Last term, in United States v. Bennitt, No. 12-0616/AR, 72 M.J. 266 (C.A.A.F. 2013) (opinion) (CAAFlog case page), CAAF reversed Private Bennitt’s conviction of involuntary manslaughter for his distribution of prescription opioid painkillers to his 16 year-old girlfriend, who overdosed and died while in the appellant’s barracks room in 2009. The appellant was tried on both theories of involuntary manslaughter: by culpable negligence (Art. 119(b)(1)) and involving an offense directly affecting the person (Art. 119(b)(2)) (by aiding and abetting his girlfriend’s wrongful use of drugs). He was acquitted of the culpable negligence theory and convicted of the directly affecting the person theory, but CAAF determined that the “appellant’s conduct does not constitute physical assistance such that it is an offense directly affecting the person.” Slip op. at 15-16.
The appellant was also convicted in accordance with his pleas of guilty, by a general court-martial composed of a military judge alone, of four specifications each of wrongful use and wrongful distribution of a controlled substance in violation of Article 112a, UCMJ. For these eight drug convictions, plus the manslaughter conviction, the appellant was sentenced to confinement for 70 months, total forfeitures, reduction to E-1, and a dishonorable discharge.
After CAAF reversed the manslaughter conviction, it remanded the case to the Army CCA for either reconsideration of the sentence or remand to the convening authority for a sentencing rehearing. What should happen next is the issue CAAF is considering this term in United States v. Winckelmann, No. 11-0280/AR (Winckelmann IV) (CAAFlog case page). But four months ago, in my opinion analysis of CAAF’s decision in Bennitt, I wrote:
This Appellant is still convicted of the four specifications of use and four specifications of distribution of controlled substances, but he is no longer convicted of causing the death of [LK]. CAAF remands the case for either a sentence reassessment or a sentence rehearing which will undoubtedly result in a significantly reduced term of confinement. The Appellant was sentenced in January 2010 to 70 months of confinement (less a year of confinement credit), meaning he is likely now near or past his release date (considering credits earned while in confinement), so besides receiving back pay for the time he should not have been confined, the Appellant’s victory is limited.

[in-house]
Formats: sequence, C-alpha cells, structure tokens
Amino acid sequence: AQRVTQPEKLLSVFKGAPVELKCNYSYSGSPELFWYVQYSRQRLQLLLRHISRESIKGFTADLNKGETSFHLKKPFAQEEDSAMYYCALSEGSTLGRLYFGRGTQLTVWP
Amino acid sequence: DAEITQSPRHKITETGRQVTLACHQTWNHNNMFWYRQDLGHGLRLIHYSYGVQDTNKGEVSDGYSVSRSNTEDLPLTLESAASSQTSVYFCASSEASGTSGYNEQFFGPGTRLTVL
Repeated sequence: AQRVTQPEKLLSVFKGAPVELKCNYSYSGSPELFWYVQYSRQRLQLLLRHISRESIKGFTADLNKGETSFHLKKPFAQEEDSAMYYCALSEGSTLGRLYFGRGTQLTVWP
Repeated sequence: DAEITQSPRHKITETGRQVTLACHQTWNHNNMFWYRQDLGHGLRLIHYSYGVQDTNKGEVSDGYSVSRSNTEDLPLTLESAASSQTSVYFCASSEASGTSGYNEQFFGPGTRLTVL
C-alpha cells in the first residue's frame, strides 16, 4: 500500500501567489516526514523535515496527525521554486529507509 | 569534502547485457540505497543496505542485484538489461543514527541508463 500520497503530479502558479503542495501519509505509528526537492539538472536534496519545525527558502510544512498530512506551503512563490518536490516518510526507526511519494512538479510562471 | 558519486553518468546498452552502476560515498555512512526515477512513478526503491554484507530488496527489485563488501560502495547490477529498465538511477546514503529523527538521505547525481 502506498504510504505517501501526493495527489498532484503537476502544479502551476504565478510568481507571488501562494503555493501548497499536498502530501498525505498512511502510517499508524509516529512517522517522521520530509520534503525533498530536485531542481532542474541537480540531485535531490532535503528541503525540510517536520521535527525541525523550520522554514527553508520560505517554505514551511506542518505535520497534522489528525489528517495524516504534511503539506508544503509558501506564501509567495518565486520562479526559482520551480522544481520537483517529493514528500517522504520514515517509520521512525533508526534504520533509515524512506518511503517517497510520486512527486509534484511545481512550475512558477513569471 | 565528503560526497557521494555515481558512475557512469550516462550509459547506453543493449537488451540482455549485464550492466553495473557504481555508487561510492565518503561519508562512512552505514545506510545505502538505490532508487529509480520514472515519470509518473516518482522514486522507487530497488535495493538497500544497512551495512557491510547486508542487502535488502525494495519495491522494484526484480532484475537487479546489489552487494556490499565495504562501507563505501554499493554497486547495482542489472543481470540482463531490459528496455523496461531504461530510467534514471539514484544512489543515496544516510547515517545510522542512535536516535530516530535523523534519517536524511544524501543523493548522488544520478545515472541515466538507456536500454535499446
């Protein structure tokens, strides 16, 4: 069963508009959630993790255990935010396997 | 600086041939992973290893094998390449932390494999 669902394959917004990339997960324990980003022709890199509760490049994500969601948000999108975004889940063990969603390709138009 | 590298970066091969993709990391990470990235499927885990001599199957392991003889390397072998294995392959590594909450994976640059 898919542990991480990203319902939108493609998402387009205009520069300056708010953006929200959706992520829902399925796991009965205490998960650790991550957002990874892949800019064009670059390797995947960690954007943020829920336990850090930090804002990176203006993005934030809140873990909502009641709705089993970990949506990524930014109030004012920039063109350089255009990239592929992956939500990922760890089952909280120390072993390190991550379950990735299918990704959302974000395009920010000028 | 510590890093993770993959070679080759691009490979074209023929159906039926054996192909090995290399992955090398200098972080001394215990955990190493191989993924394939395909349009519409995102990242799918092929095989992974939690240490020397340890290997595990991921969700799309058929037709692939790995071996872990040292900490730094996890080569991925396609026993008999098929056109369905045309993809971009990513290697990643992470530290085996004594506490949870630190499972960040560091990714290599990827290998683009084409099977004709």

Limited indeed, it turns out. In a summary disposition, the Army CCA affirms the full sentence as adjudged and approved by the convening authority:
Although appellant now stands acquitted of involuntary manslaughter, pursuant to Rule for Courts-Martial 1001(b)(4), LK’s death was directly related to appellant’s conviction for oxymorphone distribution. Therefore, the evidence underlying the dismissed charge was proper aggravation evidence and it would have therefore been proper for the government to offer the following evidence: that appellant crushed an oxymorphone pill for L K and her friend TY; divided the contents for LK and TY who both then ingested the drug; and that pursuant to a toxicologist’s trial testimony, although a combination of drugs could account for LK’s death, “within a reasonable degree of scientific certainty” the oxymorphone was the “much bigger player” in LK’s death. . . .
Among other matters, we took into account appellant’s length of service and his service record. We also considered the serious nature of appellant’s remaining convictions. These offenses, including multiple drug distribution offenses that involved fellow soldiers and were committed on an Army installation, carry a maximum punishment that included seventy-two years of confinement. In addition, the dismissed offense merely reduced the maximum period of confinement from eighty-two years of confinement to seventy-two years. Based on the foregoing, we are convinced that appellant would have received a sentence on the remaining convictions of no less than that approved by the convening authority.
United States v. Bennitt, No. 20100172, slip op. at 2 (A.Ct.Crim.App. Sep. 25, 2013) (unpub. per curiam op.) (emphasis added) (slip op. here).
CAAF will tell us how the CCA can possibly be convinced of this fact in its decision this term in Winckelmann. But notably, the CCA doesn’t seem to give the appellant any credit for the fact that of his remaining eight convictions, he pleaded guilty to all of them without the benefit of a pretrial agreement.